Little fuss has been made about the Democratic presidential candidates’ views on higher education spending. The Higher Education and Lifetime Learning Act — proposed last year by Democrats Evan Bayh and Rahm Emanuel and now mired in Congressional committees with other pieces of political profligacy — is a helpful harbinger of their agenda.
Under the Act, an additional $1,000 tax break would be given to college students. Clinton and Obama strongly support these measures, even though the federal government already spends around $68 billion on education every year (more than inheritance and gift taxes put together), including close to $20 billion on post-secondary education.
Education is a “motherhood” area, like health, where sensible analysis is difficult and moral outrage is easy. After all, who doesn’t want our kids to get a good education?
But whether policies affect inquisitive “youth” or endearing children, public spending requires sober analysis. Such analysis, however, is generally not to the liking of the indiscriminately-caring, who like to foist the cost of their pet projects on others.
In fact, economic arguments for additional education spending are hard to make. Rather, a total withdrawal of federal subsidies and a tax on college students may be the best way forward.
THE OLD ARGUMENT for spending public money on education goes back to Adam Smith, who noted in 1776 that “the state derives no inconsiderable advantage from educating the common people.” Left to their own devices, people would not get enough schooling. Even Milton Friedman conceded that in a “stable and democratic society … a minimum degree of literacy and knowledge” might leave a role for government.
A literate, numerate, and civic-minded population will yield a public dividend of lower crime rates, enhanced democratic participation, and higher labor productivity. Indeed, since Smith’s time state subsidy and compulsion of education has helped pull the vast bulk of society from inert ignorance to 99 percent literacy in the U.S. today, up from around 50 percent at Independence.
However, private incentives to read and write have strengthened considerably since mandatory education was imposed in the U.S. in the mid-19th century, even among the poor. Back then, the state interfered with poor parents’ desire to send their skinny children to work. Today it is difficult to succeed at the supermarket, let alone find a job, without basic literacy.
I doubt whether all today’s “poor” parents would avoid educating their obese children if government did not insist, especially if income taxes extracted from the working classes were cut by an amount equal to total federal and state education spending, about $600 billion, or $13,000 annually for each of the poorest 40 percent of U.S. households — child or no child.
Nevertheless, for children of the very poor or very careless, state compulsion and provision of basic education remains necessary even today, if only to ensure the truly brilliant among us are not hampered by an unfortunate birth. Smith’s and Friedman’s arguments carry weight for primary and secondary education.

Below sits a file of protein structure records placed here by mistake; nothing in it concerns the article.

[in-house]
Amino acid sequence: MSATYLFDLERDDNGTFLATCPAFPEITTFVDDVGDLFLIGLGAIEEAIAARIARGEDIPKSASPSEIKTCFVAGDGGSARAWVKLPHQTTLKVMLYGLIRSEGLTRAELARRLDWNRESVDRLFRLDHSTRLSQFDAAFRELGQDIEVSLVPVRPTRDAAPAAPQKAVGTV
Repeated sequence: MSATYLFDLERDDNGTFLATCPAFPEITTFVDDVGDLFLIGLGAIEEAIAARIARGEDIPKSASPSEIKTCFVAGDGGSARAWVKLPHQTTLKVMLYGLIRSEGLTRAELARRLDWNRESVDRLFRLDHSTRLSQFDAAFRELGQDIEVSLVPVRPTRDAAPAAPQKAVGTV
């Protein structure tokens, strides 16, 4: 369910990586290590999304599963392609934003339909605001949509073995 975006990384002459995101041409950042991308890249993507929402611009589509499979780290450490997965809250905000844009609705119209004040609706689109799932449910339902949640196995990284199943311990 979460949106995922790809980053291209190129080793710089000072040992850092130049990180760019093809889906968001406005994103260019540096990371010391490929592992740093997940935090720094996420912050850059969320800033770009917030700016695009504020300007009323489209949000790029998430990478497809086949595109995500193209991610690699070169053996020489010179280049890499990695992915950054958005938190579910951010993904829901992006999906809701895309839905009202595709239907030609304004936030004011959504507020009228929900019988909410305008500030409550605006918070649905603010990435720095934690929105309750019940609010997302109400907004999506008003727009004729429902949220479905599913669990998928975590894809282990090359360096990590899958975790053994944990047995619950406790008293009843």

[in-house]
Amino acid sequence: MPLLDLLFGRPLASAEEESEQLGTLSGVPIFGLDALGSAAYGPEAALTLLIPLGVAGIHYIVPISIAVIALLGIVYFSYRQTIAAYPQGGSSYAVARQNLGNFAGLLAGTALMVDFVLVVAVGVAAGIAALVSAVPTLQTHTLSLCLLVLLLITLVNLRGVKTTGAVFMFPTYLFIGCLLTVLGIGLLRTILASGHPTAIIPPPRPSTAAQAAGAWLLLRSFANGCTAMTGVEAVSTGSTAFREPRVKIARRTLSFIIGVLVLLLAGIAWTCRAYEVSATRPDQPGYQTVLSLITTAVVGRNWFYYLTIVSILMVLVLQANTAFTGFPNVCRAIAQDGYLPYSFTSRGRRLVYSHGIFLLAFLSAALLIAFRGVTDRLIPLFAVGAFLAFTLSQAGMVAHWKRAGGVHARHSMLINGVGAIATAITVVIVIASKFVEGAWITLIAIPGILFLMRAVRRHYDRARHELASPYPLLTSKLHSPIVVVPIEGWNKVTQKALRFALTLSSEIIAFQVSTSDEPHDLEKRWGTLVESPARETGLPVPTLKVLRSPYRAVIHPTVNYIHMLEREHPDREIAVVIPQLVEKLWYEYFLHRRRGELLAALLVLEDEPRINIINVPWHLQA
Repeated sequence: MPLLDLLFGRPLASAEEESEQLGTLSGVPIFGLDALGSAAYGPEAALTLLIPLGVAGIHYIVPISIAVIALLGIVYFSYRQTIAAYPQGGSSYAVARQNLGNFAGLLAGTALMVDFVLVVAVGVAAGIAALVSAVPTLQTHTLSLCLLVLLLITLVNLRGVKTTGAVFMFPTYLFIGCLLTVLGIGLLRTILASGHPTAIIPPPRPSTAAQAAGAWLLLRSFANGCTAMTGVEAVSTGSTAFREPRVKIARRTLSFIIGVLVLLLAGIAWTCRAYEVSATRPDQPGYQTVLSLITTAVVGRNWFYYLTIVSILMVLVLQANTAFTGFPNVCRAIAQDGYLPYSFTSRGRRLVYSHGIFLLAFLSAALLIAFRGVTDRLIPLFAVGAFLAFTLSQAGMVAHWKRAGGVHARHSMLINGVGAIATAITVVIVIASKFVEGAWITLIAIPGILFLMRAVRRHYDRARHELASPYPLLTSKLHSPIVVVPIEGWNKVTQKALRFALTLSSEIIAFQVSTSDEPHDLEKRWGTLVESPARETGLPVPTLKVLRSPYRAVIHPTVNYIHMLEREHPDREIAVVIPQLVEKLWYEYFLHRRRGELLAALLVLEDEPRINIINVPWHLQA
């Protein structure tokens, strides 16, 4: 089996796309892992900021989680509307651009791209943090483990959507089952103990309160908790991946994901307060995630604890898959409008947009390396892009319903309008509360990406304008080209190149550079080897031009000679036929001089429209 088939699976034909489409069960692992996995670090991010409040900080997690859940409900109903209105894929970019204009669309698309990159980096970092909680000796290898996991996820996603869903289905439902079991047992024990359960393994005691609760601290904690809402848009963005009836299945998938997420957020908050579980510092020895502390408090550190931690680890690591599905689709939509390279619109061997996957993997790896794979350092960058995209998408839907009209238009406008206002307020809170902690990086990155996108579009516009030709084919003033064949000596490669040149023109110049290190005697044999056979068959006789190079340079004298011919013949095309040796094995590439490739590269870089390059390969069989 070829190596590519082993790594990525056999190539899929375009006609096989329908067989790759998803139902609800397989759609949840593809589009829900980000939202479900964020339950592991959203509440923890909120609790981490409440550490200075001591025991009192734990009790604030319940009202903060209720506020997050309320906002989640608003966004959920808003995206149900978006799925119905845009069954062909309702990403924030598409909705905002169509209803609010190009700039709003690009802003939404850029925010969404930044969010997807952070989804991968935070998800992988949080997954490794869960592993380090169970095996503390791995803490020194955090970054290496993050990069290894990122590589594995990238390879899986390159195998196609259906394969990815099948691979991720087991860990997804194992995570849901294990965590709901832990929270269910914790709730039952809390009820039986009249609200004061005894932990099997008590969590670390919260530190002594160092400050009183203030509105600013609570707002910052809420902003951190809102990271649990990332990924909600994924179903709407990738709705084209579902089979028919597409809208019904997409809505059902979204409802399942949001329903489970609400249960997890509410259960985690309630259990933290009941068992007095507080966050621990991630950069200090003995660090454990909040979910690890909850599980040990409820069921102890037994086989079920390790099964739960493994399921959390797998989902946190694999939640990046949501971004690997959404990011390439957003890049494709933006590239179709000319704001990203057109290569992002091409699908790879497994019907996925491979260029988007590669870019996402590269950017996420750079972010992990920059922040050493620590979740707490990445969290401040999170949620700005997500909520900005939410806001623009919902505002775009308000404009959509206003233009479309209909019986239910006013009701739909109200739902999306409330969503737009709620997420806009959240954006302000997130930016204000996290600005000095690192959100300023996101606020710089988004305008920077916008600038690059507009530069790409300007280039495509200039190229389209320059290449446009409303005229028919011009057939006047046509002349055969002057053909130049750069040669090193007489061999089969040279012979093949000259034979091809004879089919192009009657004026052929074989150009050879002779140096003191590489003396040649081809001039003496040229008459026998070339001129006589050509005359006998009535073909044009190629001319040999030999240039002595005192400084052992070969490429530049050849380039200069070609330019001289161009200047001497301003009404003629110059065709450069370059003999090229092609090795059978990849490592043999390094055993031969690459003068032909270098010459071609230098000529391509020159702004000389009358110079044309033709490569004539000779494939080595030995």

BUT DOES THE OLD public benefit argument apply equally to college education? In my experience, university students fall into two broad camps, the studious and the typical. The former go to increase their own earning potential and study diligently, often in vocational fields like law, medicine, engineering, or accounting. They don’t need any subsidy. The latter go to enjoy themselves and delay finding a job, often stumbling through alcohol-fueled semesters in search of the next party or conquest, and reading the occasional book on the side.
Maybe the studious deserve a subsidy for their determined efforts and higher future tax payments. But frankly, where is the public benefit of middle and upper-class children writing their desultory, unoriginal thoughts down twice a term, and drinking themselves silly for four years (and let’s not kid ourselves about the demographic whose children make up the bulk of typical college enrollments)? The only public dividend these students provide flows directly from alcohol and nightclub companies to private stockholders. Yet public money is poured into the education and maintenance of both.
But this analysis surely neglects the intangible benefits of a less vocational college experience. After all, college years offer the chance to become self-aware, to experience diversity and engage, to be empowered, and learn how to use a library. Can we value these benefits?
It’s difficult, but we can easily value the costs. Having the equivalent of Australia’s entire labor force, around 11 million American adults, idle on college campuses around the country, “studying” subjects of dubious vocational merit at public expense, results in significant waste.
The U.S.’s 146 million-strong labor force generates almost $8 trillion of income every year. We could theoretically increase U.S. annual income by up to $600 billion dollars (Australia’s approximate annual income) by transferring idle college students into the workforce.
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